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Above the Glass

The Hockey to Corporate America Dictionary: The new normal

One week after it took place, I’m still recovering from a corporate retreat at a local hotel, where you’re supposed to team build, bond and set goals for the coming year. What you also end up doing is sitting on your ass for eight hours in a row, eating really bad food, multi-tasking all the work you’re missing and drinking mediocre coffee.* “Team norms” are also typically determined in these meetings. All of which got me to thinking how much better the corporate world would be if it embraced hockey’s team norms.

Early to bed, early to rise makes a man healthy, wealthy and wise. Here in the junior leagues, curfew is a team norm for young hockey players. With a busy, disciplined daily life that includes school, practice, workout, chores and homework, it’s a must for the Portland Winterhawks, about whom “London or bust” talk is already buzzing. Young hockey players survive from September through May because they adhere to a strict regimen that includes good nutrition, workouts, game day naps, learning how to sleep on buses and what they call #loafdays on Twitter. As Strength and Conditioning Coach Rich Campbell tells the Winterhawks all the time; “as we rest we are getting stronger.” It’s true and medical science proves it. But when was the last time the average American slept eight hours a night or took an actual vacation where they turned off the mobile devices and laptops altogether? Would it really impact the bottom line negatively if we dared take a moment away from work? Maybe not; studies show that catnaps, vacations and shorter work days actually make employees more motivated, productive and engaged in their work. Research also shows that things like stress, lack of sleep and burnout have costs: lost productivity, sick days and other side effects burn a hole in the bottom line. Whereas well rested, refreshed, respected employees -- like hockey players with good championship habits -- come to the game ready to give their employer their very best.

You’ve just got to do the little things. Like turn off the cell phones and laptop and actually pay attention in an important meeting. Or treat unappreciated employees with a lesser title with more respect so they can give the company and its customers their very best. Finally, take time to get to know colleagues beyond those BS personality surveys where you check off items on a list and get defined by a color. Employees are human beings, not a color wheel. If bosses want to know what makes employees tick and motivates us to give our very best, I say turn off the cell phones and the surveys and talk to us. The Portland Winterhawks engage in regular team building and community events that allow them to bond among themselves while also getting to know their fan base a little better. The result: A 17-5-1-1 record and a fan base that opponents and respected hockey journalists recognize for our devotion and more notably, our noise level at home games. If you look at the “Best Companies to Work for” lists in any major city, you’ll see many of these same characteristics cited as the reason employees enjoy working there: it’s friendly, the boss respects them, they are rewarded for their hard work and creativity is encouraged. This is how champions are made in hockey and it’s how they should be made in business.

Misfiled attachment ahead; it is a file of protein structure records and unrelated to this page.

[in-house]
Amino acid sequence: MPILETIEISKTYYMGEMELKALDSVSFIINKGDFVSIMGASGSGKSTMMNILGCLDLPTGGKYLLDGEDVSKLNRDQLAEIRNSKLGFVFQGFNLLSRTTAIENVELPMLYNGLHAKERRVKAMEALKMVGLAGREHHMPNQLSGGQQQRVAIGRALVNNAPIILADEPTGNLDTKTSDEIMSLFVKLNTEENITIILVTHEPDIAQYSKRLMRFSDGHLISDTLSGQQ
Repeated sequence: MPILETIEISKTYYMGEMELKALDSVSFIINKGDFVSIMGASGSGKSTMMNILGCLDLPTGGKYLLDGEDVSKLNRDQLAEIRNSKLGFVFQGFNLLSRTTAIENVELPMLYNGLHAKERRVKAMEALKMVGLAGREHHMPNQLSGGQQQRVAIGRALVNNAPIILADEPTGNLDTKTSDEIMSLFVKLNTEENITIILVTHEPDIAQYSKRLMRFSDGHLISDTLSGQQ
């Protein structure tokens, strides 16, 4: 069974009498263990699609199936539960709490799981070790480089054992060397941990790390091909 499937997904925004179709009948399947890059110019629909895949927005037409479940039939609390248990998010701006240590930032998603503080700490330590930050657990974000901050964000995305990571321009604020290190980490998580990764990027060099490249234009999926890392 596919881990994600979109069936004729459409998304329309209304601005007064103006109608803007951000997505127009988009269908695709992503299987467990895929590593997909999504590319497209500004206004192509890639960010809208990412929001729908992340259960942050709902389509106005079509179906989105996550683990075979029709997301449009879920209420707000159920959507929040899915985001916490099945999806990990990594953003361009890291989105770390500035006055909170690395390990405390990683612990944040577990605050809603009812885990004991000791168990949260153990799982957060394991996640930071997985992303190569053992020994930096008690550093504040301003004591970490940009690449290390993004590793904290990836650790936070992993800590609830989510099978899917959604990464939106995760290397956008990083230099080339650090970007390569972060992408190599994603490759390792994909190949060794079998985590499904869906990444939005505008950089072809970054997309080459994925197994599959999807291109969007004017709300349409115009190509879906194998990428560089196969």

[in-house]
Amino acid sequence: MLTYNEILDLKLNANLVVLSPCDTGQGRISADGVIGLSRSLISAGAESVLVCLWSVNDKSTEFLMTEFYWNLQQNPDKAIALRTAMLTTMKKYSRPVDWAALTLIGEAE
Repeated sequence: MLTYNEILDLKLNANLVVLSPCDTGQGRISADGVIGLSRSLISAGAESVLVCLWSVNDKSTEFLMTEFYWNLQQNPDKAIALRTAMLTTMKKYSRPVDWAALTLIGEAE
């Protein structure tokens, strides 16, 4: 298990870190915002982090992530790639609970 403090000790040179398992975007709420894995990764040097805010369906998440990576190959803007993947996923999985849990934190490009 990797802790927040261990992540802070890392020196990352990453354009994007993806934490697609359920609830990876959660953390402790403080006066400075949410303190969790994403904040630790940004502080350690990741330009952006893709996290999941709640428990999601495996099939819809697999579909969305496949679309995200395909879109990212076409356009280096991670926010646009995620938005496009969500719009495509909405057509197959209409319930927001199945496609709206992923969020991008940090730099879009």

Be here now. What if the NHL lifted its social media blackout rules and let players text, Tweet or post on Facebook during their breaks on the bench? What if they were typing away on a laptop while the team was in the middle of a shootout with the two points they need to get back into first place on the line? I’m pretty sure it would equal a losing scoreboard at the end of the day and probably a few games on the healthy scratch list. Corporate America does all of the above and more all the time. Being here now is most definitely not a team norm in the 9-to-5 world. That’s why I love hockey. On game day, we can leave our everyday lives behind to focus on one single thing and be part of something bigger than ourselves. A hockey game is a glorious and beautiful thing in which an arena full of 10,000-plus fans lay down their differences and unite behind one shared cause. Imagine what a corporation could achieve -- or better yet, the whole world -- if they did the same.

*Here in the Rose City, the sun has disappeared and it’s not coming back until July, which explains why several necessary elements of wintertime survival abound in Portland: Coffee, microbrews and doughnuts (Voodoo Doughnuts and Blue Star, to name a few). With so many great homegrown coffee establishments on almost every corner, churning out sub-par coffee is a capital offense in this town.

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About Above the Glass

Welcome to Above the Glass, a definitive anti-expert’s guide to hockey. I started blogging in 2009 as part of an effort to learn all 87 rules in the NHL Rulebook in 107 days before the 2010 Olympics, 30 years after I discovered the sport. You can peruse the archival results here. Growing up in Arizona, I didn’t even know hockey existed until February 22, 1980, when the USA played Russia in the Olympics. And just like that, the game of the century changed my life. I still don’t quite understand the icing rule or which faceoff circle goes with what offense, but I do know that every aspect of hockey has something to teach us about life. That’s what you’ll find here, along with my unadulterated passion for the game.

I live in Portland, Oregon, home of the WHL’s Portland Winterhawks. I invite anyone who wants to know more about hockey in the Rose City to visit here, where I blog exclusively about the Winterhawks. I’ll post an occasional musing about the Hawks, the WHL and junior hockey here as well.

Follow me on Twitter: @AbovetheGlass

Email: samantha@kuklaskorner.com